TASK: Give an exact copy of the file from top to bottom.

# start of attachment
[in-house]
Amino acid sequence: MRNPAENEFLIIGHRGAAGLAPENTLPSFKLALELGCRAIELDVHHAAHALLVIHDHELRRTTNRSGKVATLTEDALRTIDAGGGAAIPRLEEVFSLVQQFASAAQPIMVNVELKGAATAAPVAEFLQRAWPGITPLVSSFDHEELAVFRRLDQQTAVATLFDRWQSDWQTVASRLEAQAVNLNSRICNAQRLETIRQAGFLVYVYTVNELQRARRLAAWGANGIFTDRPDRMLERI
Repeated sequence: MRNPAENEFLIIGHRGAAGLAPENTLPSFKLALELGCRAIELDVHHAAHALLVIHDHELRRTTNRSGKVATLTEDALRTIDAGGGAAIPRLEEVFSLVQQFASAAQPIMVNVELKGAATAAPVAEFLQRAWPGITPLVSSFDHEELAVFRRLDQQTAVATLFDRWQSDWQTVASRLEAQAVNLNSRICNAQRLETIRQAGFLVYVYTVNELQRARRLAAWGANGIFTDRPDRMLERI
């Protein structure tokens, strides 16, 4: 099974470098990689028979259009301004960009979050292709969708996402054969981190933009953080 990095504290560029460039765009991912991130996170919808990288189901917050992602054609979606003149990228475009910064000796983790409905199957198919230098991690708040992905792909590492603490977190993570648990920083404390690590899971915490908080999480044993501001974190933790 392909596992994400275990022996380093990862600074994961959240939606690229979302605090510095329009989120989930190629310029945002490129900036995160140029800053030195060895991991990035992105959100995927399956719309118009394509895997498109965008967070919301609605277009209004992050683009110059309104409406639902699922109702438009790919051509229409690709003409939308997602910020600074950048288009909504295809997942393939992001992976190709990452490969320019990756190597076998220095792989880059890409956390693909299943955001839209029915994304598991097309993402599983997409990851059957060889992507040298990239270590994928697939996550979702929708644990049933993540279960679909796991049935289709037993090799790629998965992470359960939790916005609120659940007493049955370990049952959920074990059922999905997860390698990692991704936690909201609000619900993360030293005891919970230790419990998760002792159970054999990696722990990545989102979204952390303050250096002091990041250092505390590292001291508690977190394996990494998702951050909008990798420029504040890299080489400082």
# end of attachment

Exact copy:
[in-house]
Amino acid sequence: MRNPAENEFLIIGHRGAAGLAPENTLPSFKLALELGCRAIELDVHHAAHALLVIHDHELRRTTNRSGKVATLTEDALRTIDAGGGAAIPRLEEVFSLVQQFASAAQPIMVNVELKGAATAAPVAEFLQRAWPGITPLVSSFDHEELAVFRRLDQQTAVATLFDRWQSDWQTVASRLEAQAVNLNSRICNAQRLETIRQAGFLVYVYTVNELQRARRLAAWGANGIFTDRPDRMLERI
Repeated sequence: MRNPAENEFLIIGHRGAAGLAPENTLPSFKLALELGCRAIELDVHHAAHALLVIHDHELRRTTNRSGKVATLTEDALRTIDAGGGAAIPRLEEVFSLVQQFASAAQPIMVNVELKGAATAAPVAEFLQRAWPGITPLVSSFDHEELAVFRRLDQQTAVATLFDRWQSDWQTVASRLEAQAVNLNSRICNAQRLETIRQAGFLVYVYTVNELQRARRLAAWGANGIFTDRPDRMLERI
């Protein structure tokens, strides 16, 4: 099974470098990689028979259009301004960009979050292709969708996402054969981190933009953080 990095504290560029460039765009991912991130996170919808990288189901917050992602054609979606003149990228475009910064000796983790409905199957198919230098991690708040992905792909590492603490977190993570648990920083404390690590899971915490908080999480044993501001974190933790 392909596992994400275990022996380093990862600074994961959240939606690229979302605090510095329009989120989930190629310029945002490129900036995160140029800053030195060895991991990035992105959100995927399956719309118009394509895997498109965008967070919301609605277009209004992050683009110059309104409406639902699922109702438009790919051509229409690709003409939308997602910020600074950048288009909504295809997942393939992001992976190709990452490969320019990756190597076998220095792989880059890409956390693909299943955001839209029915994304598991097309993402599983997409990851059957060889992507040298990239270590994928697939996550979702929708644990049933993540279960679909796991049935289709037993090799790629998965992470359960939790916005609120659940007493049955370990049952959920074990059922999905997860390698990692991704936690909201609000619900993360030293005891919970230790419990998760002792159970054999990696722990990545989102979204952390303050250096002091990041250092505390590292001291508690977190394996990494998702951050909008990798420029504040890299080489400082």